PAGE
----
Women come off pretty badly in Christianity. Through Original Sin they are held responsible for everything in the world since the Garden of Eden. Women are weak, unclean, condemned to bear children in pain as punishment for the failures of Eve, they are the temptresses who turn the minds of men away from God; as if women were more responsible for men’s sexual feelings than the men themselves! Like Simone de Beauvoir says, women are always the ‘other’, the real business is between a man in the sky and the men on the ground. In fact women only exist at all as a kind of divine afterthought, put together out of a spare rib to keep men company and iron their shirts, and the biggest favour they can do Christianity is not to get dirtied up with sex, stay chaste, and if they can manage to have a baby at the same time then they’re measuring up to the Christian Church’s ideal of womanhood – the Virgin Mary.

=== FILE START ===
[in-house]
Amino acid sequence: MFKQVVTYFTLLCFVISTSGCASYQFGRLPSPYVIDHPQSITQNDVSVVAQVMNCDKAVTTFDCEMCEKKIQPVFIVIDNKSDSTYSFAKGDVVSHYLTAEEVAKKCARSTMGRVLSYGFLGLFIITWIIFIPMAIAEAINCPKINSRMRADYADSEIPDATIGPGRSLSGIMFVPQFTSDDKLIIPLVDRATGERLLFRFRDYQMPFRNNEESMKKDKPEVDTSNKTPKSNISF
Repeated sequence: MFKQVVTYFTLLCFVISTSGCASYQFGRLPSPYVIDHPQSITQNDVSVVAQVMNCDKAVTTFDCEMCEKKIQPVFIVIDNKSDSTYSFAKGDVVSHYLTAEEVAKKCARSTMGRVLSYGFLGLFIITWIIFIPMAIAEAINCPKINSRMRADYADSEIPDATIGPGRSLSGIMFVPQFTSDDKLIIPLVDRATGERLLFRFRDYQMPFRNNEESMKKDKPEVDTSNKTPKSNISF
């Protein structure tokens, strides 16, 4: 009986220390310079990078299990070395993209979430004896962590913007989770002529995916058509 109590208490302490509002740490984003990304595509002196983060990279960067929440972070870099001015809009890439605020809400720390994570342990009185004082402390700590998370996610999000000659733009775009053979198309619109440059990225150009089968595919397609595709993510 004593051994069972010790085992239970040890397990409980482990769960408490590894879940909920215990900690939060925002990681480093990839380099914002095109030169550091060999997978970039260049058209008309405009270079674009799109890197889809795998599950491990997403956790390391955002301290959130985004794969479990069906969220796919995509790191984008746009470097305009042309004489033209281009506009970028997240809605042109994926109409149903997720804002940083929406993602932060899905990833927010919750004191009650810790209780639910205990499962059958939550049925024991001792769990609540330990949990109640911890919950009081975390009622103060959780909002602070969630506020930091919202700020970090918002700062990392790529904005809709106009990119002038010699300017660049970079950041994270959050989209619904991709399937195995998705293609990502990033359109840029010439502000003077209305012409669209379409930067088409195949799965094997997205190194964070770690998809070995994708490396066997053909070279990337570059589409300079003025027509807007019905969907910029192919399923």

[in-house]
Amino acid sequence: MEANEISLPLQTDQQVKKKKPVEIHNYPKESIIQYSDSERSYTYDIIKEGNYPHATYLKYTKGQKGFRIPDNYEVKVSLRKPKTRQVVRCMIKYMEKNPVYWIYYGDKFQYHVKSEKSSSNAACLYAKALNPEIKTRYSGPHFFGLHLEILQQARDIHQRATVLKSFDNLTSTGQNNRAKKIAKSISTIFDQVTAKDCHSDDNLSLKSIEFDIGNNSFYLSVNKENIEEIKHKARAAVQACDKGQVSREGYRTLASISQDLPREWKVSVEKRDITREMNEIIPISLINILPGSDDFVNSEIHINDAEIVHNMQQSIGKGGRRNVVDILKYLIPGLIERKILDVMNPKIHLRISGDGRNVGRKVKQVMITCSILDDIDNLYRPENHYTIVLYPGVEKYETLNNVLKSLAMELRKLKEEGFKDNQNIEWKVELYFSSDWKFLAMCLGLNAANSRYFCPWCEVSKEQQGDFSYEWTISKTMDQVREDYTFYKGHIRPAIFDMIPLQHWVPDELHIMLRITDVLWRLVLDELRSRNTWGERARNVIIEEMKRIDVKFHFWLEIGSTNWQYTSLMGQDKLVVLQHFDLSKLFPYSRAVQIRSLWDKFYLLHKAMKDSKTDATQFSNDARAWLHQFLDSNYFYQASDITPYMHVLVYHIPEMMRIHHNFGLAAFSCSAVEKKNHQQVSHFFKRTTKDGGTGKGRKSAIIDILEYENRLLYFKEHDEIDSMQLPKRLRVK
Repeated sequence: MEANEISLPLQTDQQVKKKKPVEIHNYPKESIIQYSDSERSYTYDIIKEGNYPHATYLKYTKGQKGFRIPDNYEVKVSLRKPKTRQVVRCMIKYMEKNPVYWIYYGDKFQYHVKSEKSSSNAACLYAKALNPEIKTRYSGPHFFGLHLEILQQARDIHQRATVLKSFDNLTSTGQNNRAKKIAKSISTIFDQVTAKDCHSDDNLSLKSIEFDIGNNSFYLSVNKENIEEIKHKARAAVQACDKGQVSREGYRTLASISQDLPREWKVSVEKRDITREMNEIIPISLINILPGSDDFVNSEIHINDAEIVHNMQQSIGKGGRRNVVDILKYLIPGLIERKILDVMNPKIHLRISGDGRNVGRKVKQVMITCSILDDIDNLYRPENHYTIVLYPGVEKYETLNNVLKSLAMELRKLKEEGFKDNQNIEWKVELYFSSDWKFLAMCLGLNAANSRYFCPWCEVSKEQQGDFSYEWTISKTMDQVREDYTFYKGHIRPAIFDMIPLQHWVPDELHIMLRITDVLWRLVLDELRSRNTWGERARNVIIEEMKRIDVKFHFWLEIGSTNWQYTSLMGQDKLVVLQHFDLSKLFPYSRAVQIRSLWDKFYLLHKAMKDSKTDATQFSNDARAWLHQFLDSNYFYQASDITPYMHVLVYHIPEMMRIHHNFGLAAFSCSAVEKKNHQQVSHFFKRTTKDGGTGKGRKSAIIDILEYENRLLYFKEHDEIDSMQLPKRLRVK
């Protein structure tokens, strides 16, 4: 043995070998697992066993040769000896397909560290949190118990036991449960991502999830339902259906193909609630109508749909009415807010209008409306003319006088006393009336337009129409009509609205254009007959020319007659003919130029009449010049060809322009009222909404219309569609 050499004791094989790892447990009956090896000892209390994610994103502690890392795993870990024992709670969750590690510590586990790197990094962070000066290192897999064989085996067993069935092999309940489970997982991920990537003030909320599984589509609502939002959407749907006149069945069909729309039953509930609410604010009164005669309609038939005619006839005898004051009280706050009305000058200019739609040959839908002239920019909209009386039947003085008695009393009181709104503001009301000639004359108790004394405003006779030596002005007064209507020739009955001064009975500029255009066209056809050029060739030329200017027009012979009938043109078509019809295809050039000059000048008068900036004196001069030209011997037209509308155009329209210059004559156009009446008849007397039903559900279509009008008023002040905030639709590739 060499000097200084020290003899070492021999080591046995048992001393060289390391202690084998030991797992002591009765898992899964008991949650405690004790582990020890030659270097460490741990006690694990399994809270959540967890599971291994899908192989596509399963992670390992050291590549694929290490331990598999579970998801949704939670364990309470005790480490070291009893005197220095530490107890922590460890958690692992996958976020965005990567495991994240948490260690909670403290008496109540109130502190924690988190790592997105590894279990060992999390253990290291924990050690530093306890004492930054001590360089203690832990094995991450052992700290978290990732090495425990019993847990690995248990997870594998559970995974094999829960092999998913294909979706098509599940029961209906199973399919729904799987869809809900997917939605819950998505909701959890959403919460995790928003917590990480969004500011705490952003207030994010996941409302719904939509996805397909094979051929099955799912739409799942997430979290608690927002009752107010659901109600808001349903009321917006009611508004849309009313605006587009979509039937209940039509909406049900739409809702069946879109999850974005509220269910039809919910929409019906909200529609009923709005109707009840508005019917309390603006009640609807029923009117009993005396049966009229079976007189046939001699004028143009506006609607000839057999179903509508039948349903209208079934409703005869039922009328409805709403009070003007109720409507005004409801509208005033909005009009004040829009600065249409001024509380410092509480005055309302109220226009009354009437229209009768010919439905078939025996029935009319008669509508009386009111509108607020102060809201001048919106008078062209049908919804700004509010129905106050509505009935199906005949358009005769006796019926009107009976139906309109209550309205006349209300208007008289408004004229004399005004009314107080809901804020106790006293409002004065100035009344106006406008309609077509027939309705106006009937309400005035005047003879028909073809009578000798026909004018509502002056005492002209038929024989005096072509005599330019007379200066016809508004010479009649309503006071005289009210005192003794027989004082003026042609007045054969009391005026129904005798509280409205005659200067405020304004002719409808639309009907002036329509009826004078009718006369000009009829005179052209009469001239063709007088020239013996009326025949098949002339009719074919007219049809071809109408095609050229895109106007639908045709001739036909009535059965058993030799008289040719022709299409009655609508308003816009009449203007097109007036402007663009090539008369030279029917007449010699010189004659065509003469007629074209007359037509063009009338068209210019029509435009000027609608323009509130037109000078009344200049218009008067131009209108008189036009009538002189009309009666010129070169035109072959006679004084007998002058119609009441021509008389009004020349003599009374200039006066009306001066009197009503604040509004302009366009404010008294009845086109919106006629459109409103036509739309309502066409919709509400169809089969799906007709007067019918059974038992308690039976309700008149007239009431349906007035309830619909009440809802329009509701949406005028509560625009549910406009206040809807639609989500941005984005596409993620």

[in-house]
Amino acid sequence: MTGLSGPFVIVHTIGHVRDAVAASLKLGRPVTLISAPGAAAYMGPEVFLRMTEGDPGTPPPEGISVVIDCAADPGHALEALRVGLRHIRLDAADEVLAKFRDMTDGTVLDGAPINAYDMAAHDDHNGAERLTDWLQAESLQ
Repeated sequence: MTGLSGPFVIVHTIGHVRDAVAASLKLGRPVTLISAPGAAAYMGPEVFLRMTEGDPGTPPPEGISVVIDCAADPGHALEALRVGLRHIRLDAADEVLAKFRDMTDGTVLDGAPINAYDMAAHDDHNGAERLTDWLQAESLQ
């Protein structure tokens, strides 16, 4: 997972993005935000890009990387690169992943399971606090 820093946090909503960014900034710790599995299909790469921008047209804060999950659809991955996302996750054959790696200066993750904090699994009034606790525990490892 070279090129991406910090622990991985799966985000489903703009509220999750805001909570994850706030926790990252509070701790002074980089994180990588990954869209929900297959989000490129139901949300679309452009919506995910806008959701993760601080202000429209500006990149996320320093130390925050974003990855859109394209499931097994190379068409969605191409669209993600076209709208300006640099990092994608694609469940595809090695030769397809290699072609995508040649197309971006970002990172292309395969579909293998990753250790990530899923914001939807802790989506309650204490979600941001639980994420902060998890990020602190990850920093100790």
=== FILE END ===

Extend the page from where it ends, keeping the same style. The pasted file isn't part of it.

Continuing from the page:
This, it has to be said, is a pretty good summary of what has unfortunately and for far too long been a prevalent attitude within Christianity. Intriguingly, this summary is offered by Mary, one of the characters in Ian McEwan’s short story ‘Psychopolis’.